• [0033]
    Reference to a singular item, includes the possibility that there are plural of the same items present. More specifically, as used herein and in the appended claims, the singular forms “a,” “an,” “said” and “the” include plural referents unless the context clearly dictates otherwise. It is further noted that the claims may be drafted to exclude any optional element. As such, this statement is intended to serve as antecedent basis for use of such exclusive terminology as “solely,” “only” and the like in connection with the recitation of claim elements, or use of a “negative” limitation. Last, it is to be appreciated that unless defined otherwise, all technical and scientific terms used herein have the same meaning as commonly understood by one of ordinary skill in the art to which this invention belongs.
  • [0034]
    Referring to FIG. 1, a cryoablation system 10 includes a refrigerator 11 with liquid refrigerant 12 at a predetermined cryogenic temperature (e.g. less than −100 C.) and a plurality of thermally insulated containers or canisters 13 a,b,c,d. The containers 13 c, 13 b are shown docked in a docking station or chamber 14 of the refrigerator. The containers are shown having an insulation 116. The insulation 116 may be a vacuum shell or another type such as an insulative coating or removable cover or shell.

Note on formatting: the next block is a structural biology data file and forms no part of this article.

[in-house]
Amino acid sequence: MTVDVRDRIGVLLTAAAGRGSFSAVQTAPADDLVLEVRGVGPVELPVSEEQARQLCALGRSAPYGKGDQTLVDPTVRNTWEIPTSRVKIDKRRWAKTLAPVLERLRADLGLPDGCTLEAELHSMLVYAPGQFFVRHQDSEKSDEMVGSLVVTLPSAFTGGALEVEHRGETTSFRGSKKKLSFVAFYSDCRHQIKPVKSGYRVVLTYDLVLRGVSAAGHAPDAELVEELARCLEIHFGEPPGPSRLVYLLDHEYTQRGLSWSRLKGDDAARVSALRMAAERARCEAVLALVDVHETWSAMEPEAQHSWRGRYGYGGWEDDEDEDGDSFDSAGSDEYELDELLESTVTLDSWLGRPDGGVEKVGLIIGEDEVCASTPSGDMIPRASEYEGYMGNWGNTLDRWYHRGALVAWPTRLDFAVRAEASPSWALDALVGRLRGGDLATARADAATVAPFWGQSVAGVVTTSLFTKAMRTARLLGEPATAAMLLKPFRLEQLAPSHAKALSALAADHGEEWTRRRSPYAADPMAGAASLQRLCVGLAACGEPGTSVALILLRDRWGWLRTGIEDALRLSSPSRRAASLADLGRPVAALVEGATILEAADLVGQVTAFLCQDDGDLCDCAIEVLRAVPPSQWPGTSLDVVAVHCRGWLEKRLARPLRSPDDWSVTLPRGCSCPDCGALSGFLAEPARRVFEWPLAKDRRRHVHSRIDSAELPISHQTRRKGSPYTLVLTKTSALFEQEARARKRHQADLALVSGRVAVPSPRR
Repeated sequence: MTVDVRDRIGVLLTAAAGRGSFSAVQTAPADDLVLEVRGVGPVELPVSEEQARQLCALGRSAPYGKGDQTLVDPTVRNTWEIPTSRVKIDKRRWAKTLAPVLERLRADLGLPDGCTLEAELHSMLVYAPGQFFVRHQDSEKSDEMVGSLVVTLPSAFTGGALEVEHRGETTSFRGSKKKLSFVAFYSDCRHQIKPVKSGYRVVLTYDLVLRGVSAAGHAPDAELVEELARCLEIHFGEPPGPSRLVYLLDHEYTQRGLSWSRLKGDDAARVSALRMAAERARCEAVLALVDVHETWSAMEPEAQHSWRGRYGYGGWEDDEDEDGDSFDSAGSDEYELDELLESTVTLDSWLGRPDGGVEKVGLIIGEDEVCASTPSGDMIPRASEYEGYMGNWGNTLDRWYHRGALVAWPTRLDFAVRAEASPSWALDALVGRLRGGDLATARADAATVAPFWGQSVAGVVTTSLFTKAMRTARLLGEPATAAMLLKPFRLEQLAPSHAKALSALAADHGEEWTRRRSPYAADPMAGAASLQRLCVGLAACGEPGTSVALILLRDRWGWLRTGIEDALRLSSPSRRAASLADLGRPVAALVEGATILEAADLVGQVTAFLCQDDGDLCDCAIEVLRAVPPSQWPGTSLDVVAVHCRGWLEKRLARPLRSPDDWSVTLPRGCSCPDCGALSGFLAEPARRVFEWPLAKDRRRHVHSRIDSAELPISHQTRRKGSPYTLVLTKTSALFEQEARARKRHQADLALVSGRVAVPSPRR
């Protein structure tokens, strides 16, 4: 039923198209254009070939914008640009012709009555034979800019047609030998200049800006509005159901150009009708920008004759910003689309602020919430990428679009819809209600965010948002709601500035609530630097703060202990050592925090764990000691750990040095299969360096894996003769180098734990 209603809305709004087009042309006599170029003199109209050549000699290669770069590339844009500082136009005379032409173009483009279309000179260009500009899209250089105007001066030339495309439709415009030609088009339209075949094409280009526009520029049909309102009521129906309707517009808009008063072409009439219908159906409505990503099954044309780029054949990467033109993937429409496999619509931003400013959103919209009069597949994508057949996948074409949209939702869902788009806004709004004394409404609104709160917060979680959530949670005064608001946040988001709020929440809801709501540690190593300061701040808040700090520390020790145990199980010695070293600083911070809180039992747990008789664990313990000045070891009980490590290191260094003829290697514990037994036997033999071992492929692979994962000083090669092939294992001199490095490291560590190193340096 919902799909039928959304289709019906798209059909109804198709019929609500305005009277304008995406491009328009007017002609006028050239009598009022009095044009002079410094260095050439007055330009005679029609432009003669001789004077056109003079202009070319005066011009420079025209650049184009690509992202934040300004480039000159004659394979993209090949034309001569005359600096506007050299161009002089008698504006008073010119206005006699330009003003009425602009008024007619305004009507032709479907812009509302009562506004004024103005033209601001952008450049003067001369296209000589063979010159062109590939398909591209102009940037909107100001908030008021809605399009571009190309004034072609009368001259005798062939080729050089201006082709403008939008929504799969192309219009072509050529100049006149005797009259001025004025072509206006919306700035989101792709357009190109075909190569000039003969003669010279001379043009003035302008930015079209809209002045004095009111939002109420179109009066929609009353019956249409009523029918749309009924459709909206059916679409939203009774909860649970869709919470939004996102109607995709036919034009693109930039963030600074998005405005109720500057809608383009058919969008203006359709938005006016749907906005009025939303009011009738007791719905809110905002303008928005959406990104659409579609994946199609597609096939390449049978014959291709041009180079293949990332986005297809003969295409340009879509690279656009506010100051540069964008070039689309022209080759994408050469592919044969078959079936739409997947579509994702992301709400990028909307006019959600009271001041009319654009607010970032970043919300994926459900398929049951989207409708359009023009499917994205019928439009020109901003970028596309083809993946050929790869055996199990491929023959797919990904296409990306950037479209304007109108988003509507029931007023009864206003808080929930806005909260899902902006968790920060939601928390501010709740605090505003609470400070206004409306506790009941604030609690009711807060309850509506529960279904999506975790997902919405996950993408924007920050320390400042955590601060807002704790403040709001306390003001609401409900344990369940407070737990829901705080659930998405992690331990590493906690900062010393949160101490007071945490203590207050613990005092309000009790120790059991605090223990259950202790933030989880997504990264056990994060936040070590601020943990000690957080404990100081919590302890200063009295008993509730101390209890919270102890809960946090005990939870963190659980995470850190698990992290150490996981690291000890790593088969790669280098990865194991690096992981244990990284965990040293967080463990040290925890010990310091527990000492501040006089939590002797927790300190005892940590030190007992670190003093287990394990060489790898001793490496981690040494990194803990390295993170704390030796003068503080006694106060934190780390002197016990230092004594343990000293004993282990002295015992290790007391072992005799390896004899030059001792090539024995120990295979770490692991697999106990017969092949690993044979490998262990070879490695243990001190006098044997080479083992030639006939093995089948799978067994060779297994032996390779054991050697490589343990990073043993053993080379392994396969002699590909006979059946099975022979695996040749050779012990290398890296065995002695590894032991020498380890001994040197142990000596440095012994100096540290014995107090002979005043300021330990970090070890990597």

• [0035]
    The containers 13 may be made of a wide variety of materials. Examples of suitable materials include, but are not limited to, stainless steel and aluminum. Additionally, the size of the containers may vary and a preferred shape is that of a hand-held cylindrical bottle (e.g., a 300 ml. water bottle). The volume of a container 13 may vary and range from 30 mL to 2000 mL. The volume of containers may correspond to the volume of liquid refrigerant required to carry out one procedure and perhaps as many as 10, and more preferably between 1-2 cryoablation procedures.
  • [0036]